Saturday, 3 September 2016

Asteroid (281375) 2008 JV19 passes the Earth.

Asteroid  (281375) 2008 JV19 passed by the Earth at a distance of 17 640 000 km (45.9 times the average distance between the Earth and the Moon, or 11.8% of the average distance between the Earth and the Sun), slightly after 7.20 am GMT on Tuesday 30 August 2016. There was no danger of the asteroid hitting us, though had it done so it would have presented a considerable threat. (281375) 2008 JV19 has an estimated equivalent diameter of 130-410 m (i.e. a spherical body with the same mass would be 130-410 m in diameter), and an asteroid of this size would be expected to pass through the atmosphere and directly impact the ground with a force of 32-176 000 megatons (1900-2350 times the explosive energy of the Hiroshima bomb), causing devastation over a wide area and creating a crater roughly 2-7 km across, and resulting in global climatic problems that could last for decades or even centuries.

 The calculated orbit of (281375) 2008 JV19JPL Small Body Database.

(281375) 2008 JV19 was discovered on 8 May 2008 by the University of Arizona's Catalina Sky Survey, which is located in the Catalina Mountains north of Tucson. The designation 2008 JV19 implies that it was the 496th asteroid (asteroid V19) discovered in the first half of May 2008 (period 2008 J), while the designation 281375 implies that it was 281 375th asteroid ever discovered (asteroids are not given this longer designation immediately to avoid naming double or false sightings).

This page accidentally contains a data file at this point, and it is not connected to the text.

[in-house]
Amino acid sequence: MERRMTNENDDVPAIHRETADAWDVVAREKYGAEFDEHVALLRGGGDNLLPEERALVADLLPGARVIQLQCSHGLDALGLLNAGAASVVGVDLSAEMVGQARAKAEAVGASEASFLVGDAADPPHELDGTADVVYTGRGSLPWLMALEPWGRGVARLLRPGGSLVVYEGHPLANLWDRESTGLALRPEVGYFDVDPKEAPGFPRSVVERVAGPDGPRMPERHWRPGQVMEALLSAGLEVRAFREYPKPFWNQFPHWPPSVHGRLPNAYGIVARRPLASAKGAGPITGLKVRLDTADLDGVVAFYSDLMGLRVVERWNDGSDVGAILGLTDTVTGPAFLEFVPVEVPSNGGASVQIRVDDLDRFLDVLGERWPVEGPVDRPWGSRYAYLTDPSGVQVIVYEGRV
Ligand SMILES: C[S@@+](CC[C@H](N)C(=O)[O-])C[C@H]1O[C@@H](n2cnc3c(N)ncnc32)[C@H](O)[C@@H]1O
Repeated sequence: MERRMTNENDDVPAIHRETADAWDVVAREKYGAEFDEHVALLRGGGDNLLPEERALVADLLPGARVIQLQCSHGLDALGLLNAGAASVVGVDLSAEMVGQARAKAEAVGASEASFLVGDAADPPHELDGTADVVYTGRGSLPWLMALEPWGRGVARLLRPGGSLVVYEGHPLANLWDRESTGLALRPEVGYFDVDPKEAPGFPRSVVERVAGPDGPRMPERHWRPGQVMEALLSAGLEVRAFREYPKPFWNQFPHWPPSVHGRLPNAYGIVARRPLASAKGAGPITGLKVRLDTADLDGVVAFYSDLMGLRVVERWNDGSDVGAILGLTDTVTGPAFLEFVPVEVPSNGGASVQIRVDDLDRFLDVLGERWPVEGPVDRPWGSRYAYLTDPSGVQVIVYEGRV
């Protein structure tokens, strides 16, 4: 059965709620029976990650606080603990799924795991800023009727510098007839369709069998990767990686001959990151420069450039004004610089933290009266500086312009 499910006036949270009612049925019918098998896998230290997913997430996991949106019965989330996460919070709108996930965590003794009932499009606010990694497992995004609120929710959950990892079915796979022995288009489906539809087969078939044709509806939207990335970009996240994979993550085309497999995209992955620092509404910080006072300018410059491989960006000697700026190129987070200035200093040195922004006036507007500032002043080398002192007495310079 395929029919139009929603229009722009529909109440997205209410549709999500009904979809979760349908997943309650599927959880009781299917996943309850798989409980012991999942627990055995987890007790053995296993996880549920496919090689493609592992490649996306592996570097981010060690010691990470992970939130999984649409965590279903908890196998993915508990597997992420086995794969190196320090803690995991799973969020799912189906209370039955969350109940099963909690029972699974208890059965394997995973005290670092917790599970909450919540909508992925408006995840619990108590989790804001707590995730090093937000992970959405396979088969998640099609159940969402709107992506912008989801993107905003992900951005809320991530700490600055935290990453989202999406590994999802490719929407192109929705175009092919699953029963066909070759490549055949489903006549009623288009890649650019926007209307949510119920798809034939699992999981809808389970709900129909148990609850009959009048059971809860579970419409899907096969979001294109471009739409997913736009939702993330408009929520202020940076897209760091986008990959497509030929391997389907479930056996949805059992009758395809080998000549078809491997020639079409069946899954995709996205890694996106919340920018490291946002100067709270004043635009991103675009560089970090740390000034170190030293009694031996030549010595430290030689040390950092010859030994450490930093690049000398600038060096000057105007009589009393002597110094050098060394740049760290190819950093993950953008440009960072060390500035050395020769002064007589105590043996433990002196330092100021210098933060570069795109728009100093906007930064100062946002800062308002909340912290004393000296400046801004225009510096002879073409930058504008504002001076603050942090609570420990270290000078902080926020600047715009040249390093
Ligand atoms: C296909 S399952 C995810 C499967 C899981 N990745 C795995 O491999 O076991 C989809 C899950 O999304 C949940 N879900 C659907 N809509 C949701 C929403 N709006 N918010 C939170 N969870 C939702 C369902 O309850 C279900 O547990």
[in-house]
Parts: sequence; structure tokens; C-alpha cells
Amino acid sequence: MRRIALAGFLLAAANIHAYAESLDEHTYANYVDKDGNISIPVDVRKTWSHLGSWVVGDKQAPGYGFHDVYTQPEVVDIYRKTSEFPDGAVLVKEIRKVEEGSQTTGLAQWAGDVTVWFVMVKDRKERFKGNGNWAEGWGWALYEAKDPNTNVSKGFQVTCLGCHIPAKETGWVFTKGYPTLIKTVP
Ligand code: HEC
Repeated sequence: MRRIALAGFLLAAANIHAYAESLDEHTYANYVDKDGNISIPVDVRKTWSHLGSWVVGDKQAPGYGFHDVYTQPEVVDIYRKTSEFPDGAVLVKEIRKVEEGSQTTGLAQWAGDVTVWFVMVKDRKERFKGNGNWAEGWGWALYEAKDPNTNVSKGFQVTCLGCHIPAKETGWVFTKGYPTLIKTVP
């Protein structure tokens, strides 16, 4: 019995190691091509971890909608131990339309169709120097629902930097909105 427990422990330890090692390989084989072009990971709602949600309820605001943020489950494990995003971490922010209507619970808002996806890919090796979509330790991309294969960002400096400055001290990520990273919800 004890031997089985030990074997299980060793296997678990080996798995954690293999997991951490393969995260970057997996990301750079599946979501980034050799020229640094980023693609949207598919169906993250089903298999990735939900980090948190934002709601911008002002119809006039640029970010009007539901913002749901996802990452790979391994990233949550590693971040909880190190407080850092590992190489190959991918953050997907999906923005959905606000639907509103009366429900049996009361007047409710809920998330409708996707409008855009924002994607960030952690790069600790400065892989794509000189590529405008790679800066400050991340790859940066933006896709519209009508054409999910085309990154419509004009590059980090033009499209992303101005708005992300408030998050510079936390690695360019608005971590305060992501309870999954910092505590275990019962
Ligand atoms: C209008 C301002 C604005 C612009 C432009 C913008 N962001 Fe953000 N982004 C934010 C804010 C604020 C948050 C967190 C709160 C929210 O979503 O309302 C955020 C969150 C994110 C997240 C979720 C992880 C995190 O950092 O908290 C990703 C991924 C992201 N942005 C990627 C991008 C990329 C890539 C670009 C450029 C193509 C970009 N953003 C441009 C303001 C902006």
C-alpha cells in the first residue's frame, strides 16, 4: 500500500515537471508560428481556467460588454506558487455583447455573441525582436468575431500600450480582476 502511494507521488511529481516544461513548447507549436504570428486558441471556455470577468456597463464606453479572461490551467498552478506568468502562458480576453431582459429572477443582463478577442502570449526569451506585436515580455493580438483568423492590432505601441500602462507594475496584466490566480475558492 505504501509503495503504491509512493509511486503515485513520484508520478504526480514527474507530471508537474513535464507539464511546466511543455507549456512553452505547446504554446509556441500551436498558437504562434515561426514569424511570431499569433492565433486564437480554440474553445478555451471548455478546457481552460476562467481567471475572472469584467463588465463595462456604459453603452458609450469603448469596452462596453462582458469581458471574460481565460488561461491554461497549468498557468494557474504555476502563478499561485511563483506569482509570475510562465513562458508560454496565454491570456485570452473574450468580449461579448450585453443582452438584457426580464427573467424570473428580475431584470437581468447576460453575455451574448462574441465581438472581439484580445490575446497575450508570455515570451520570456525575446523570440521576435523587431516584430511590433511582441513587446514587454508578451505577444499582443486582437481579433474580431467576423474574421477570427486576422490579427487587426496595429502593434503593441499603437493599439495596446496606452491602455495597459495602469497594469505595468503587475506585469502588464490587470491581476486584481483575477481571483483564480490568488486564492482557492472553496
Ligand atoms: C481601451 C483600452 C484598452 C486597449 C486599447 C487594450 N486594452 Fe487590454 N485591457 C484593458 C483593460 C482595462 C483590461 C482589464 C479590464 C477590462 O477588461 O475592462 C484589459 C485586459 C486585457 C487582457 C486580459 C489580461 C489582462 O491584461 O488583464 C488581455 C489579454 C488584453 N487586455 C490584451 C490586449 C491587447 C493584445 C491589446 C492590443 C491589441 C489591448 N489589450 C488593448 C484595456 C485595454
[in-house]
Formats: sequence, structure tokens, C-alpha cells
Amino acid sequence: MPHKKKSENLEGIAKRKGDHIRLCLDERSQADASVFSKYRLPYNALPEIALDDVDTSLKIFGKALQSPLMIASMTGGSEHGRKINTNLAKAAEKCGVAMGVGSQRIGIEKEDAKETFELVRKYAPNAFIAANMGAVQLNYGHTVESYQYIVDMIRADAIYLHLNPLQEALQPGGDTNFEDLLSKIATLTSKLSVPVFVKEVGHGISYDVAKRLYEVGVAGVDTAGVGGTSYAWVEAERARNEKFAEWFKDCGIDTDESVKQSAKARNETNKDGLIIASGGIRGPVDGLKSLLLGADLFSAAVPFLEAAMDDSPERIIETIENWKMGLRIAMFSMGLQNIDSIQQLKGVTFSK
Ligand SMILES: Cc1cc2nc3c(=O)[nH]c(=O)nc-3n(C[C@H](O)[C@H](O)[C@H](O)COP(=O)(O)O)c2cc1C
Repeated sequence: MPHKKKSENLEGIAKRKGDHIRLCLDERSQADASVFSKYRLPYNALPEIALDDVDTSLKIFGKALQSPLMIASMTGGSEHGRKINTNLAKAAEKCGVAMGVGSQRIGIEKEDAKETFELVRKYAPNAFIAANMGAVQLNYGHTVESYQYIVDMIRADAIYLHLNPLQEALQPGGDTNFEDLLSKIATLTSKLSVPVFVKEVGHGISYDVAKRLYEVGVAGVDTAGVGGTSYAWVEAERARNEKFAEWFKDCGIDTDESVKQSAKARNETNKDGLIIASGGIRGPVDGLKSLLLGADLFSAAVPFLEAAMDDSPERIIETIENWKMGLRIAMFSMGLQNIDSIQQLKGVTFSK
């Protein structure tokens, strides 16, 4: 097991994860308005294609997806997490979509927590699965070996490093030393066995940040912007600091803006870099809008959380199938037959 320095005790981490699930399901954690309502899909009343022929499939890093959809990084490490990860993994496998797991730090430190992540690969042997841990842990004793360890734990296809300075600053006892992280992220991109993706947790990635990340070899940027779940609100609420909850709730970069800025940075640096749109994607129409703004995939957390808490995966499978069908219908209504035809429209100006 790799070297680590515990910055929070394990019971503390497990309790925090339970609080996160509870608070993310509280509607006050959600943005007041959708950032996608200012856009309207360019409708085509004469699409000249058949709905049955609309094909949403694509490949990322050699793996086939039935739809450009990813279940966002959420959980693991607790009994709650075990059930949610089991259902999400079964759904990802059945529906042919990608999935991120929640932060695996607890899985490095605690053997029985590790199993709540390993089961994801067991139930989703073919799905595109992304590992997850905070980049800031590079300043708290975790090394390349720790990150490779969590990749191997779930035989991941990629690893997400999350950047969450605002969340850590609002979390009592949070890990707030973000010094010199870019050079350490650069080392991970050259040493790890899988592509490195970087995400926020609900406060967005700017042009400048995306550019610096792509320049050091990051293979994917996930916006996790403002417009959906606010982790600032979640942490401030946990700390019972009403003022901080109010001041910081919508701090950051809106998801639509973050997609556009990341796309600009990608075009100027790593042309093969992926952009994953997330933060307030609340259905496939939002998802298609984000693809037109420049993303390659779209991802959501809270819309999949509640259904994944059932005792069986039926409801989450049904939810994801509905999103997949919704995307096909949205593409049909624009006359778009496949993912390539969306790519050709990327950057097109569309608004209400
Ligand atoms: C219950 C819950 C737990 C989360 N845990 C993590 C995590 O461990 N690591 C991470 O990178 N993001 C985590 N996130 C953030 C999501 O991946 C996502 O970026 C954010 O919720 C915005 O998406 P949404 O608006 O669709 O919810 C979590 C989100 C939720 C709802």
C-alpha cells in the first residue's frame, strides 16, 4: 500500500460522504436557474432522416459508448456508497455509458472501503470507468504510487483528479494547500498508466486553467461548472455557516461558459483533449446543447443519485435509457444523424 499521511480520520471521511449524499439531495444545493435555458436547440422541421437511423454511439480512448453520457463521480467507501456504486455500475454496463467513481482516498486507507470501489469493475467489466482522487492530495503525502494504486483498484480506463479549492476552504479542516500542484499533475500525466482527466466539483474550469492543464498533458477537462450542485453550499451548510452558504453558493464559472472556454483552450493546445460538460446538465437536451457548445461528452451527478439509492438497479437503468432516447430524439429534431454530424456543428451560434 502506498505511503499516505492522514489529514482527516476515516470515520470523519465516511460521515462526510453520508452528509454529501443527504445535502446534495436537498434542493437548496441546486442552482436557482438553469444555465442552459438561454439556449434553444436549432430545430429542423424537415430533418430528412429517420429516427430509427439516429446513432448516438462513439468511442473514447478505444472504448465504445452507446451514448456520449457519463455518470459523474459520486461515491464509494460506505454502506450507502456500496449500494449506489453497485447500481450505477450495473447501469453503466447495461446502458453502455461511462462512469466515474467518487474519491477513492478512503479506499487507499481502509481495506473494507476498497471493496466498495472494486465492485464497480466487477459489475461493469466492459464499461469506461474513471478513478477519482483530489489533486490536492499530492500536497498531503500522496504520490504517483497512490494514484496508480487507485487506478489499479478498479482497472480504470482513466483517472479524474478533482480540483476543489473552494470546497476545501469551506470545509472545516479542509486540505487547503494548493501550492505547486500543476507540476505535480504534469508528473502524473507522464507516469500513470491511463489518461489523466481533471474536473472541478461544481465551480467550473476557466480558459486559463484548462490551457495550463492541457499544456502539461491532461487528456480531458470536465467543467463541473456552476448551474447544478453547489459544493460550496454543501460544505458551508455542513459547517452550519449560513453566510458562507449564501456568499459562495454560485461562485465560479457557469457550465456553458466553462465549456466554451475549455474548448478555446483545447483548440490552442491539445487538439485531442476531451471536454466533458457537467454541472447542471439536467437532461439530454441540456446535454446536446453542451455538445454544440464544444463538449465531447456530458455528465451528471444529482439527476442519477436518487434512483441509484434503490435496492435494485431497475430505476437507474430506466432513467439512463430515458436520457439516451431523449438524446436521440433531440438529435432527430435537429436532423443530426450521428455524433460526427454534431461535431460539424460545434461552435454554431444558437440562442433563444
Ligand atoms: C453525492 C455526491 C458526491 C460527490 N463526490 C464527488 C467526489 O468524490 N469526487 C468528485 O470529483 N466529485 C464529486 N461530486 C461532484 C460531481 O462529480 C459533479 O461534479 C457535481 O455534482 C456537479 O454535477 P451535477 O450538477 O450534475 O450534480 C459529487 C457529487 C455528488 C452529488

(281375) 2008 JV19  has a 358 day orbital period, with an elliptical orbit tilted at an angle of 7.23° to the plain of the Solar System which takes in to 0.74 AU from the Sun (74% of the distance at which the Earth orbits the Sun and slightly outside the orbit of the planet Venus) and out to 1.23 AU (23% further away from the Sun than the Earth). This means that close encounters between the asteroid and Earth are fairly common, with the last thought to have happened in September 2015 and the next predicted in August 2017. (281375) 2008 JV19  also has frequent close encounters with the planet Venus, with the last thought to have occurred in March 2004 and the next predicted for September 2025. Although it does cross the Earth's orbit and is briefly further from the Sun on each cycle, (281375) 2008 JV19 spends most of its time closer to the Sun than we are, and is therefore classified as an Aten Group Asteroid. As an asteroid possibly larger than 150 m in diameter that occasionally comes within 0.05 AU of the Earth, (281375) 2008 JV19 is also classified as a Potentially Hazardous Asteroid.
See also...
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http://sciencythoughts.blogspot.co.uk/2016/08/asteroid-2016-ng33-passes-earth.htmlAsteroid 2016 NG33 passes the Earth.      2016 NG33 passed by the Earth at a distance of 18 070 000 km (47 times the average distance between the Earth and the Moon, or 12% of the average distance between the Earth and the Sun), at about 2.50 am GMT on Monday 8 August 2016. There...
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